Dems, MSM gear-up for August attack on GOP ‘deniers’

Expect a lot more like this piece in The Atlantic during August.

From “Republican Climate Denial Is No Political Problem — For Now“:

Politico’s overly gentle article on climate “skeptics” is predicated on that non-existent political problem: Will the party’s opposition to climate change make the party’s energy strategy more difficult? Will the arguments of Barton (the Great Flood was climate change) and Rohrabacher (there was bad weather a century ago, too) make the Republican argument on energy a tough sell? Part of the Republican House leadership’s plan for the August recess is to bring the party’s energy message — more oil drilling, essentially — to congressional districts. Will denial of the scientific reality of climate change make that trickier?…

That bridge argument only applies to Americans who aren’t deeply invested in the political debate. Partisans are already committed: Drill, baby, drill versus Earth first. (As we reported in May, that trend hasn’t shifted much.) No matter how much advocates demand the opposite, including the young advocates who’ve been forcing the issue, the debate on climate change remains stubbornly non-scientific. It’s political. Over the immediate term, that makes Joe Barton and Dana Rohrabacher’s “skepticism” perfectly fine. And the Republican party has plenty of time before those young voters the LCV points to start becoming the majority on election day.

3 thoughts on “Dems, MSM gear-up for August attack on GOP ‘deniers’”

  1. “Will denial of the scientific reality of climate change make that trickier?…”
    “…the debate on climate change remains stubbornly non-scientific. It’s political.”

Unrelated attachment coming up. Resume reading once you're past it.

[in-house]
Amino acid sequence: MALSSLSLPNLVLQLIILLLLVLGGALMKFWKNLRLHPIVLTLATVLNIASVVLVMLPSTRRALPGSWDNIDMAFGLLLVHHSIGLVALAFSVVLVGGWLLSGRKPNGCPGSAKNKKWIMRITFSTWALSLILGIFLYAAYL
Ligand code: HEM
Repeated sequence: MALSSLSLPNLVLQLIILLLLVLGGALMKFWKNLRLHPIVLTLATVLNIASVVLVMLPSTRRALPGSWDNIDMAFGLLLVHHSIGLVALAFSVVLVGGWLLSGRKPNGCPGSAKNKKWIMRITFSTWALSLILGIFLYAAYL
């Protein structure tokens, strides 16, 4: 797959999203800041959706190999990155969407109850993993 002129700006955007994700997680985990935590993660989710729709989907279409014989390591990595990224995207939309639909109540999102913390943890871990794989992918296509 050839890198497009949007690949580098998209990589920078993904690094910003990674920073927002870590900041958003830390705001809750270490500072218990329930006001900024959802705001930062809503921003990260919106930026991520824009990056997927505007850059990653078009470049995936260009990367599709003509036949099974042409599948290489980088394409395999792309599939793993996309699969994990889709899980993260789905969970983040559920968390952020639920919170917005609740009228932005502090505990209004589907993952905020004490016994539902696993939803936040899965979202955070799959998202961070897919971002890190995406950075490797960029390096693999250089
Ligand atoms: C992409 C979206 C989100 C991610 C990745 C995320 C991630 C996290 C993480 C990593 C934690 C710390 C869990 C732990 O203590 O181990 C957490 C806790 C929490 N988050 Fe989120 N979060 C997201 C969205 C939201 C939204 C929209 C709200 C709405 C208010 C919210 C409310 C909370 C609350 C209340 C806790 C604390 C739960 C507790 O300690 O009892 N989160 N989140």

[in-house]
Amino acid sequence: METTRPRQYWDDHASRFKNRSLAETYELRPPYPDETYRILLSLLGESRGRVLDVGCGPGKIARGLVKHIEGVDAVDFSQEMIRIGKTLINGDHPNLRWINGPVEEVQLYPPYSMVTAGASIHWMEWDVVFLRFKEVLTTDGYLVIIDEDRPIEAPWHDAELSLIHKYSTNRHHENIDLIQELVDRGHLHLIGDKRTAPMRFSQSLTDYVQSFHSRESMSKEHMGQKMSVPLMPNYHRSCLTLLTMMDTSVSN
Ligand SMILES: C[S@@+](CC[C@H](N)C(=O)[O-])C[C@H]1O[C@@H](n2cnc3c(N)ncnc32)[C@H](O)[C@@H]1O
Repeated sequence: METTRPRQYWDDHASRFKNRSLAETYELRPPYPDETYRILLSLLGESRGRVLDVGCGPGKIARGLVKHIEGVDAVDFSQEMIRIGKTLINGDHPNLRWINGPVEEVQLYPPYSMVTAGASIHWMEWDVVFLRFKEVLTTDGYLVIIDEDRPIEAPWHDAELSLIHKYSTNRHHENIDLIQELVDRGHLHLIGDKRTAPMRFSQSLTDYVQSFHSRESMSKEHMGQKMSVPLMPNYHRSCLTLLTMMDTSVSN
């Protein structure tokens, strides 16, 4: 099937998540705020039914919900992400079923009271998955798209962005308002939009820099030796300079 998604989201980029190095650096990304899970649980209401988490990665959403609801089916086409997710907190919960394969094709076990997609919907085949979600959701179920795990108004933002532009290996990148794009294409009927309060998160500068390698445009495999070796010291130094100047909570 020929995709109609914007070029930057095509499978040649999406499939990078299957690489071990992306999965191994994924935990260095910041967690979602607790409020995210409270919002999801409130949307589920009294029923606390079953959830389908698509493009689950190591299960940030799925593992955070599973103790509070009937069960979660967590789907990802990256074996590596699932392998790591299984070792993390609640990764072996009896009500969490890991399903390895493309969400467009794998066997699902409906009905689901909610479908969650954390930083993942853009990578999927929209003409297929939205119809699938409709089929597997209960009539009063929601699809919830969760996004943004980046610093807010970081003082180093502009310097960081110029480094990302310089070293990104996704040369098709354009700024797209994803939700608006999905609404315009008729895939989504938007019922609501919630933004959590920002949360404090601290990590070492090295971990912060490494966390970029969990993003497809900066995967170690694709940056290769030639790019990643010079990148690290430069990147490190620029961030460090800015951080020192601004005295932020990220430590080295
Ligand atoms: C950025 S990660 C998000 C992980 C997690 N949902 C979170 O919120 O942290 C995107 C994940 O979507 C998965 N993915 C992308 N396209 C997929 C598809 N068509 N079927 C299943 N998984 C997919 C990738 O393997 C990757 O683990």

Considering it’s the “progressives”, politically the Dems, who are not scientific and who are using scare stories for political ends, those statements are correct. But, to paraphrase Iniego Montoya, “I do not think they mean what you think they mean.”
    Most Congressional districts are drawn to favor one party or the other heavily. The few that are competitive, like most Senate races and the presidential race, turn on a small number of voters near the center. The deeply committed red and blue voters form the base — lose the base and you lose the primary — but the squishy center turns the election itself.
    That means that conservative-libertarian candidates must do two overlapping-and-kinda-contradictory things: convince enough of the middle to earn their votes and avoid scaring the middle so as not to lose their votes.
    When people at far left or far right, and I’m rather a righty, complain about the squishiness of political leaders, we should remember the importance of squishy voters.
    omnologos is correct that nearly all “green” energy, and a lot more of the “environmental” agenda, is actually worse for the environment than conventional energy and conventional industry.

  2. In truth, anybody who cares about Earth has to fight against the green onslaught of Palm oil, deforested Wind power generation, neglected environmental issues, etc etc

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